By April 9, he and his men would take part in one of the war’s most iconic moments, seen live worldwide.
First, though, they had a hellacious slog ahead of them. Seven troops would die and nearly 60 more would be wounded on the way to Baghdad. McCoy was later awarded the Legion of Merit for leading his battalion across the Diyala Canal against a hail of enemy fire.
Though not nearly as difficult or as strategically significant, McCoy’s brush with history came a few days later when his unit rolled into Baghdad’s Firdos Square.
Commanders up the chain were getting word that Iraqi resistance in the city was “melting away.” McCoy was given orders to head to the Palestine Hotel, where journalists were camped out.
On the way, they came upon what would become one of the most visible, and misread, moments of the war.
Iraqi citizens were chipping away at a 30-foot-tall statue of Saddam Hussein and had a rope around its neck in an unsuccessful effort to topple it.
“There was a Paris, 1944 vibe going on,” said McCoy, 50, who retired as a colonel last September and now serves as vice president for operational support and analytics for the Tampa office of Orbis Operations, an irregular-warfare consulting firm.
The Iraqis asked if they could use a crane off a tank to help take the statue down. McCoy, knowing that it wouldn’t come down otherwise, called his boss and got the go-ahead.
“It would have been a buzz kill if it didn’t come down,” he said.
McCoy didn’t realize the moment was being broadcast live around the world and that even the White House was watching.
“Obviously, it was a significant moment,” said McCoy. “I had an inkling it would be iconic, but I did not know that people would be declaring victory in Iraq.”
McCoy said he knew the war was far from over. But on that day, he said, he didn’t realize it would drag on for so many years as the Iraqi Army was replaced by Sunni and Shiite insurgents.
It wasn’t until Paul Bremer, head of the Coalition Provisional Authority, ordered the disbanding of the Iraqi army and the outlawing of Hussein’s Baath Party, McCoy said, that he got a glimpse of the future.
“I knew that was a colossal mistake,” he said.
Life for the Tavera family was altered forever five years ago last week.
On March 12, 2008, Joel Tavera and four other soldiers were in an armored Chevrolet Suburban inside Tallil Air Base, about 12½ miles southeast of An Nasiriya, when the vehicle was hit by a rocket.
Three of his cohorts died immediately. He and another man survived.
Tavera was severely burned, had a traumatic brain injury and lost part of his right leg, sight in both eyes and the fingers on his left hand.
The injuries led to a long convalescence and brought the Taveras from North Carolina to Tampa, where Joel was recovering at the James A. Haley Veterans’ Hospital. His father, Jose, and mother, Maritza, became full-time caregivers.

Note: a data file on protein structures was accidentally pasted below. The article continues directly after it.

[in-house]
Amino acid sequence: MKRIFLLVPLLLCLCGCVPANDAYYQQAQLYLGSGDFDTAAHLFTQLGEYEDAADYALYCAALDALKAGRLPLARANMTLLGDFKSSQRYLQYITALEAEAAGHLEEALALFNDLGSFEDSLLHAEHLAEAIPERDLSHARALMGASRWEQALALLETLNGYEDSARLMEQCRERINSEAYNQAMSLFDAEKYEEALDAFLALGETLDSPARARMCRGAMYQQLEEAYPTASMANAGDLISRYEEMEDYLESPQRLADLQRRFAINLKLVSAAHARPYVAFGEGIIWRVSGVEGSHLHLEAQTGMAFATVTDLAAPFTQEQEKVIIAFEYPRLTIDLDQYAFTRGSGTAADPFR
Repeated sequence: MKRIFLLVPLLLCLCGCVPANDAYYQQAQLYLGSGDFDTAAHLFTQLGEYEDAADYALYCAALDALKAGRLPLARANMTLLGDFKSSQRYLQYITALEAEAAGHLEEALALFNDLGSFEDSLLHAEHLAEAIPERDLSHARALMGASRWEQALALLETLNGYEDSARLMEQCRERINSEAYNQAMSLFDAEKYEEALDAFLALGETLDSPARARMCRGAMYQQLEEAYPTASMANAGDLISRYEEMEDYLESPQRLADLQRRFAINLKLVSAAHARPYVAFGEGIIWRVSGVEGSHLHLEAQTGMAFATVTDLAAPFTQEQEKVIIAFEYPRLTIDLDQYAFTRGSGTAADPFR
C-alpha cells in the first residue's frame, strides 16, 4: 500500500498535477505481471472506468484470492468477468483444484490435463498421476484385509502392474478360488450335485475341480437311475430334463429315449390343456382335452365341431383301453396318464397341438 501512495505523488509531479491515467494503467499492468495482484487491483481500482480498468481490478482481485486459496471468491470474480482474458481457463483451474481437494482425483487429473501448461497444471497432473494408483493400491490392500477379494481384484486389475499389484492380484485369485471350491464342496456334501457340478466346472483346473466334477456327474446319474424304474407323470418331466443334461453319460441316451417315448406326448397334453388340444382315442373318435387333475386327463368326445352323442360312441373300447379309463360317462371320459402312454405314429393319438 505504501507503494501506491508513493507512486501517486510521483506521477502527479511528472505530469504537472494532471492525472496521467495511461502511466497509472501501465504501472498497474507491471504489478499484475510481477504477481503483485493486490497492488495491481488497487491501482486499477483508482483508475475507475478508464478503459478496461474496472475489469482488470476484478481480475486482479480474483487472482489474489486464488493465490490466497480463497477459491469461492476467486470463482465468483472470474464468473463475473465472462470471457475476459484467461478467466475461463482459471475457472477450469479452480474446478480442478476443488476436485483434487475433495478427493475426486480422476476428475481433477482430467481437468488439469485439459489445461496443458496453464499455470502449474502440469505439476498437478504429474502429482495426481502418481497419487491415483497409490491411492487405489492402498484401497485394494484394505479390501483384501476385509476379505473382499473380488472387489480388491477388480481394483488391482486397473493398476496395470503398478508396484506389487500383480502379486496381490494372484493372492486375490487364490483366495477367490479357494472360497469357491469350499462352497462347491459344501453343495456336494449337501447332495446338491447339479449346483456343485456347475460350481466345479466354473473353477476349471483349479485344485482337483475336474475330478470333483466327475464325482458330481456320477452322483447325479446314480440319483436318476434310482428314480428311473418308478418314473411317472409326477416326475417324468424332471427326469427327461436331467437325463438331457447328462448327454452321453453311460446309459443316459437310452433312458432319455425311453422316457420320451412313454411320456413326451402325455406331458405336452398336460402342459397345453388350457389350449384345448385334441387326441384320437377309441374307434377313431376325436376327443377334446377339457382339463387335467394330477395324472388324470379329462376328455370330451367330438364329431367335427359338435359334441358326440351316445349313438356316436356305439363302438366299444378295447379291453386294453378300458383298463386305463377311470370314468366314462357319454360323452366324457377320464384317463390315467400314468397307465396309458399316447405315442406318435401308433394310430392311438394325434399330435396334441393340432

It was a situation thousands of military families experienced during the course of the war.
Jose Tavera, 57, himself a veteran of the Marines and Army, left his job as an aircraft mechanic for the Navy. His wife left leave her job working for a boat company.
“Life changed for me and my wife,” said Jose Tavera. “We had to put everything on hold. It was as bad as it gets.”
Maritza Tavera, 53, who hasn’t left her son long enough to return to the family’s North Carolina home, went through training to become certified to take care of her son. They now all live in a specially designed home in Tampa.
For a time, the Taveras had to provide their adult son the same level of care they would give an infant. But Joel Tavera, who turns 26 on Sunday, has greatly improved since the attack. He just participated in the Gasparilla 5k, attends concerts, has a busy schedule and will soon leave for “blind school” at the Hines VA in Chicago.
“As he gets more independent, I will probably go back to work and build up my Social Security,” said Jose Tavera. “But for the time being, we want to be close to him.”
Air Force Col. Ted Mathews, vice commander of the 927th Air Refueling Wing at MacDill, helped turn out the lights in Iraq.
From May to December 2011, Mathews, 46, commanded Ali Base, the last U.S. Air Force installation handed over to the Iraqis after nearly nine years of war.
An Air Force Reserve officer assigned to the 407th Air Expeditionary Group, he was in charge of all operations, including Apache helicopter missions, armed Predator drones seeking enemy forces and, ultimately, turning the base over to the Iraqis.
“I was happy for both countries,” said Mathews, who now works in the Pentagon as chief of programs and requirements for the Air Force Reserve. “We were leaving and they were getting their country back.”